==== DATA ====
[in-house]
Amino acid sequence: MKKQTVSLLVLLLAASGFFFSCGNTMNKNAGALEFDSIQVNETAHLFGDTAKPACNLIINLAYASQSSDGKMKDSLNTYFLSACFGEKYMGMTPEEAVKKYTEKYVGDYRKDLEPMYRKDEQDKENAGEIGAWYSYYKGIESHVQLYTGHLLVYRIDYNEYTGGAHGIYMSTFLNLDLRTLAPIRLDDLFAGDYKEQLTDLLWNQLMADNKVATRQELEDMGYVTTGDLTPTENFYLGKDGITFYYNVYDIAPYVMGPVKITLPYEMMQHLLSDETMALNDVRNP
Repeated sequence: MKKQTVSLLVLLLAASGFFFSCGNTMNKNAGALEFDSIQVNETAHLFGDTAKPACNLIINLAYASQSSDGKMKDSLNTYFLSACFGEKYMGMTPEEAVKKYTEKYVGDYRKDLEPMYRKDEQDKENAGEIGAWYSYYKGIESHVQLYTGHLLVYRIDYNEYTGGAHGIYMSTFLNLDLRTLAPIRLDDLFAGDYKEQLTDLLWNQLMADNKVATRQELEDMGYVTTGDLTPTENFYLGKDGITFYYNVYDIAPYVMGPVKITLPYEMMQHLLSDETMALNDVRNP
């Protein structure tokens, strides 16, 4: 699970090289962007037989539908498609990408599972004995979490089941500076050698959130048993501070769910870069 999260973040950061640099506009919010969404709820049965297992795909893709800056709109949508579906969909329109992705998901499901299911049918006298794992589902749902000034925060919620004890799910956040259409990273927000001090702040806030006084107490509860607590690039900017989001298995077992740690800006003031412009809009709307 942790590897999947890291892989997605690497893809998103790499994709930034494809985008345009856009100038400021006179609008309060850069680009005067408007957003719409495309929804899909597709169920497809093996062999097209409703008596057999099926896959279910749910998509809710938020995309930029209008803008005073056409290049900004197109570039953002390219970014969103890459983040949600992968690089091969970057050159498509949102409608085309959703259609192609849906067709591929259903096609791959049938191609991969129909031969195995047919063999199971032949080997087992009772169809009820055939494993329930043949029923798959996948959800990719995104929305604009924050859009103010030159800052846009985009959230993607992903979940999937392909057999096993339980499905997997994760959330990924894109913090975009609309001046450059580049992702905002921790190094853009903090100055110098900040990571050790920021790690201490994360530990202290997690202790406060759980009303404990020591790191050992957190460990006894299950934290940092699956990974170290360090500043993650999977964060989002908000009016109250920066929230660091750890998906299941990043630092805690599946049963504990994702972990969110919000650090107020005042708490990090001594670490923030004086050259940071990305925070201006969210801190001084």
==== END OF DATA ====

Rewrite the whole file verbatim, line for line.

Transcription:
[in-house]
Amino acid sequence: MKKQTVSLLVLLLAASGFFFSCGNTMNKNAGALEFDSIQVNETAHLFGDTAKPACNLIINLAYASQSSDGKMKDSLNTYFLSACFGEKYMGMTPEEAVKKYTEKYVGDYRKDLEPMYRKDEQDKENAGEIGAWYSYYKGIESHVQLYTGHLLVYRIDYNEYTGGAHGIYMSTFLNLDLRTLAPIRLDDLFAGDYKEQLTDLLWNQLMADNKVATRQELEDMGYVTTGDLTPTENFYLGKDGITFYYNVYDIAPYVMGPVKITLPYEMMQHLLSDETMALNDVRNP
Repeated sequence: MKKQTVSLLVLLLAASGFFFSCGNTMNKNAGALEFDSIQVNETAHLFGDTAKPACNLIINLAYASQSSDGKMKDSLNTYFLSACFGEKYMGMTPEEAVKKYTEKYVGDYRKDLEPMYRKDEQDKENAGEIGAWYSYYKGIESHVQLYTGHLLVYRIDYNEYTGGAHGIYMSTFLNLDLRTLAPIRLDDLFAGDYKEQLTDLLWNQLMADNKVATRQELEDMGYVTTGDLTPTENFYLGKDGITFYYNVYDIAPYVMGPVKITLPYEMMQHLLSDETMALNDVRNP
């Protein structure tokens, strides 16, 4: 699970090289962007037989539908498609990408599972004995979490089941500076050698959130048993501070769910870069 999260973040950061640099506009919010969404709820049965297992795909893709800056709109949508579906969909329109992705998901499901299911049918006298794992589902749902000034925060919620004890799910956040259409990273927000001090702040806030006084107490509860607590690039900017989001298995077992740690800006003031412009809009709307 942790590897999947890291892989997605690497893809998103790499994709930034494809985008345009856009100038400021006179609008309060850069680009005067408007957003719409495309929804899909597709169920497809093996062999097209409703008596057999099926896959279910749910998509809710938020995309930029209008803008005073056409290049900004197109570039953002390219970014969103890459983040949600992968690089091969970057050159498509949102409608085309959703259609192609849906067709591929259903096609791959049938191609991969129909031969195995047919063999199971032949080997087992009772169809009820055939494993329930043949029923798959996948959800990719995104929305604009924050859009103010030159800052846009985009959230993607992903979940999937392909057999096993339980499905997997994760959330990924894109913090975009609309001046450059580049992702905002921790190094853009903090100055110098900040990571050790920021790690201490994360530990202290997690202790406060759980009303404990020591790191050992957190460990006894299950934290940092699956990974170290360090500043993650999977964060989002908000009016109250920066929230660091750890998906299941990043630092805690599946049963504990994702972990969110919000650090107020005042708490990090001594670490923030004086050259940071990305925070201006969210801190001084």